On April 6, the Homer Babbidge Library will be hosting author and Buddhist priest Ruth Ozeki for a reading of her latest novel along with a discussion centered around topics such as peace and healing. The event will be hosted at 3:30 p.m. in the Class of 1947 room on the plaza level of the library. It will also be accessible through Webex.
Ozeki’s latest novel, “The Book of Form and Emptiness,” follows a boy who begins to hear voices from inanimate objects after the death of his father. The book won the Women’s Prize for Fiction in 2022. Ozeki’s other works have earned a variety of honors. Her previous novel, “A Tale for the Time Being,” was shortlisted for the Man Booker Prize and the National Book Critics Circle Award.
The event will be hosted by the American Studies program at UConn. Martha Cutter, director of the American Studies program, elaborated on what will be discussed at the event.
“Topics to be discussed will include the healing power of listening, story-telling and bearing witness in community. The Buddhist idea of dependent co-arising or radical interdependence will also be considered,” Cutter said.
Ozeki was raised in New Haven, Connecticut She has worked in the film industry as an art director, and directed and produced documentaries for Japanese television. She is the author of four novels in total, as well as a number of nonfiction works. Ozeki is a practicing Soto Zen Buddhist, and was ordained as a Buddhist priest in 2010.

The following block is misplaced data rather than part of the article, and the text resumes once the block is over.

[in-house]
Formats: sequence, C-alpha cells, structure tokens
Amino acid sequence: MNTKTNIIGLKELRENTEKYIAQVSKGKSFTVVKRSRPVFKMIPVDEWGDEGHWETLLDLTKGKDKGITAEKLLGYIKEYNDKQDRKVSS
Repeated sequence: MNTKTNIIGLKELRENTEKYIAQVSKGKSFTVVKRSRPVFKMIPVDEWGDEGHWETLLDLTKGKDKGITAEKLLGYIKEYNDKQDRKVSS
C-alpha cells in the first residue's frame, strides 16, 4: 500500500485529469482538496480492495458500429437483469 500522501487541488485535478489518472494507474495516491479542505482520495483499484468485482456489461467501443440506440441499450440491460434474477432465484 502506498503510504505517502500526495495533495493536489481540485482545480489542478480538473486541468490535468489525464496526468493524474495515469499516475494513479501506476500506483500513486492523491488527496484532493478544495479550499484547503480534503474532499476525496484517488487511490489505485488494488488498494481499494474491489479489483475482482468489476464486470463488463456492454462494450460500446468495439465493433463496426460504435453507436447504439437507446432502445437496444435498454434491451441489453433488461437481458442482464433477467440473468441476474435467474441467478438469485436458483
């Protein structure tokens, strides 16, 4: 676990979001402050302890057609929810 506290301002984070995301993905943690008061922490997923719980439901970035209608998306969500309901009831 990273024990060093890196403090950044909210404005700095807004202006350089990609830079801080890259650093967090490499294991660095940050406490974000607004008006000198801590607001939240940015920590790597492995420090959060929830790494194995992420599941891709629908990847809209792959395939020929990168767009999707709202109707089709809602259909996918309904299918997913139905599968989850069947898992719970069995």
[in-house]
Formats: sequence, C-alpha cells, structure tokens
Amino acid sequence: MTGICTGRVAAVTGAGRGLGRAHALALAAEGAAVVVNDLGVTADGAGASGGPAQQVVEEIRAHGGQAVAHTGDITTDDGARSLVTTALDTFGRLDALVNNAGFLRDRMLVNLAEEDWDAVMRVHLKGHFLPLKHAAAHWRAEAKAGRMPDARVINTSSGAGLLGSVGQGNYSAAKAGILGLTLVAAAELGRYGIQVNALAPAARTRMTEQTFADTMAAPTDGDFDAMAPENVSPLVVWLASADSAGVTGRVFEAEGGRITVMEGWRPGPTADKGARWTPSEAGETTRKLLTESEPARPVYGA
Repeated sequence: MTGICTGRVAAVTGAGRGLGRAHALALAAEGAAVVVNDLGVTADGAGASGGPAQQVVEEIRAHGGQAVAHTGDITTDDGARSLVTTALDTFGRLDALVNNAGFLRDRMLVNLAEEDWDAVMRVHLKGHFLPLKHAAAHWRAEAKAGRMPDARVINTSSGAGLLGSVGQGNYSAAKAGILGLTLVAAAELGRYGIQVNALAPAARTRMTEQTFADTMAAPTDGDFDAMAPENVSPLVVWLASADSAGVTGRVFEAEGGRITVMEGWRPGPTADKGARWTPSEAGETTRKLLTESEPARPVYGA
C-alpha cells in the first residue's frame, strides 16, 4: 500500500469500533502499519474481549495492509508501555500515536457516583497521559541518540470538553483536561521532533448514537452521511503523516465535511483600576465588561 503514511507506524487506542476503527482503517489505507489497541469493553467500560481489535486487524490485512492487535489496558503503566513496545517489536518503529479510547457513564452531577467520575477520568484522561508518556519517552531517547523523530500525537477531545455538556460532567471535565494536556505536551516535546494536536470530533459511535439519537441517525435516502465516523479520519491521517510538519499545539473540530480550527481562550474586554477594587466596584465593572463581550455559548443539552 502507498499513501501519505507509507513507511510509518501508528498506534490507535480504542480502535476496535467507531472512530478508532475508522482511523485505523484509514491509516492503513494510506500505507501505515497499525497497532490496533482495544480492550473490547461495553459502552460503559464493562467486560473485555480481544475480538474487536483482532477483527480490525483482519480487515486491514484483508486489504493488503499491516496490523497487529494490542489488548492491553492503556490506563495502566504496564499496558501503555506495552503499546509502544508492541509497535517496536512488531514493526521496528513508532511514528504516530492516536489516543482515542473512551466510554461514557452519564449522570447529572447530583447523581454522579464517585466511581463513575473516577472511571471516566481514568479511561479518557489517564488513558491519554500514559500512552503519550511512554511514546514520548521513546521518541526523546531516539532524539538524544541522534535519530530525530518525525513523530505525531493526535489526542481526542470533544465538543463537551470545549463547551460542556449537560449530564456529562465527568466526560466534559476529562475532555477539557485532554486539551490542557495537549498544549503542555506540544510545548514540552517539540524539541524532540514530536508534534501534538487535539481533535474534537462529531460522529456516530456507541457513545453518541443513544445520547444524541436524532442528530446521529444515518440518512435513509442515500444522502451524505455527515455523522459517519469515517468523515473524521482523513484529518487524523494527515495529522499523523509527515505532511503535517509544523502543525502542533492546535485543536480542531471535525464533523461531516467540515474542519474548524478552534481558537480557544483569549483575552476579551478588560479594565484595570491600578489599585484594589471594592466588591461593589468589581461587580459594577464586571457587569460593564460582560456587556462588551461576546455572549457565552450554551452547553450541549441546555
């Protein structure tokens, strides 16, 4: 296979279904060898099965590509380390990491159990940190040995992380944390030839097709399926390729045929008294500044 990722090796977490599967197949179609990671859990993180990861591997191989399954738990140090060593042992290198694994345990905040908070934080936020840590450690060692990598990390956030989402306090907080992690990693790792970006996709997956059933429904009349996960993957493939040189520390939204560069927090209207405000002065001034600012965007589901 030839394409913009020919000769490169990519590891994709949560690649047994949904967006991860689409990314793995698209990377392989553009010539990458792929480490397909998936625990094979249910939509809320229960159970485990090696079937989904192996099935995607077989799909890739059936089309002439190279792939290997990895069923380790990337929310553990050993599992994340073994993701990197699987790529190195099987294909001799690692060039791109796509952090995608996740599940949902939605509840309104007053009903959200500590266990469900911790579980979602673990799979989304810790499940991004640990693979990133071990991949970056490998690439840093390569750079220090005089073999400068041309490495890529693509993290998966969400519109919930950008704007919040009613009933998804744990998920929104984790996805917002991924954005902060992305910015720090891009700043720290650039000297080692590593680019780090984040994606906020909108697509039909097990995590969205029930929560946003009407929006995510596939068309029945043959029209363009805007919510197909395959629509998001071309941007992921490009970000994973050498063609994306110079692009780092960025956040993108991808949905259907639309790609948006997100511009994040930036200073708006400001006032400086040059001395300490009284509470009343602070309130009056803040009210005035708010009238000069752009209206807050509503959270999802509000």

According to Cutter, Ozeki’s works span many fields, including ecological criticism, medical humanities, global warming, literary studies, American Studies, Asian and Asian American Studies and global studies. She also taught at Kyoto Sangyo University in Japan and is currently a professor at her alma mater Smith College in Northampton, Massachusetts.
Cutter explained why Ozeki was chosen to lecture at UConn this year.
“The American Studies program at UConn felt she was an excellent fit for the Mahavir Ahimsa and Peaceful Living Experience (MAPLE) lecture this year because her works focus on healing and peace via stories in a traumatic and often violent world,” Cutter said.
The event will be followed by a reception and book signing at the UConn Humanities Institute on the fourth floor of the library. The reception will run from 4:00 p.m. to 5:30 p.m.
Cutter encouraged all students to come to the event, as it centers on peace through difficult times.
“Students should come to this event because they will enjoy hearing her read from her fascinating works and how to coexist with others, heal, and be peaceful and calm when facing trauma and stress,” said Cutter.
The event is sponsored by the Mahavir Ahimsa and Peaceful Living Experience (MAPLE) Fund, American Studies, CLAS, the UConn Foundation, UConn Humanities Institute, and Asian and Asian American Studies.